If investors were agnostic to region and just looked at credit ratings, they would treat a BB in Asia the same as Africa. In that case, in our analysis on rating and region, the regional effects should be insignificant (i.e., there is only one intercept, not five different ones). That they show up significantly and consistently, over long periods of time means that after controlling for credit rating, region plays a role in explaining spread.
There are some interesting questions that we have been asking ourselves about this insight—specifically, why should an identical credit and bond trade at a higher spread in Africa or Latin America than it would in Eastern Europe or Asia?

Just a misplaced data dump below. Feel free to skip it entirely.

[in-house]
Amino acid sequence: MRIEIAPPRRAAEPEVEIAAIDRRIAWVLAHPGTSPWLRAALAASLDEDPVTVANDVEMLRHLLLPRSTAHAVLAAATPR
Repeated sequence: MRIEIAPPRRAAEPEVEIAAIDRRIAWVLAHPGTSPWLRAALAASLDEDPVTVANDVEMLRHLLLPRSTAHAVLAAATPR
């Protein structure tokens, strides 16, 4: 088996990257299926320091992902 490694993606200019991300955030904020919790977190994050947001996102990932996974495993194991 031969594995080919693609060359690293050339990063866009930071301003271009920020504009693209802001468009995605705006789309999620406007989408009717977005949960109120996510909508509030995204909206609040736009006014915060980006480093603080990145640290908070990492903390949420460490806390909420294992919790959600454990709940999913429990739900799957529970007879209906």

Exhibit 1: Spreads for identical credit risk vary notably by region*
*For illustrative purposes only. Source: Bloomberg, Aegon Asset Management US.As of November 30, 2017.
Any place like home
One possibility is that emerging markets investors, like all investors, suffer from home bias. It is no secret that investors are more cautious of the unknown. Emerging markets investors may do their due diligence with country visits, shaking the hands of government officials, and spending time on the ground gathering cultural anecdotes to eventually grow comfortable with the country. However, investors continue to gravitate toward the familiar.
The same holds true regarding the proximity of the foreign land to the investor. Those emerging markets in closer proximity to the investor may feel less risky. For instance, it may be easier for a US-based fund manager to gain cultural comfort with Latin America. It may be easier for London funds to gain cultural comfort with Eastern Europe than venturing further away to Latin America or Africa. And, it may be easier for Singaporean funds to gain cultural comfort with other Asian credits.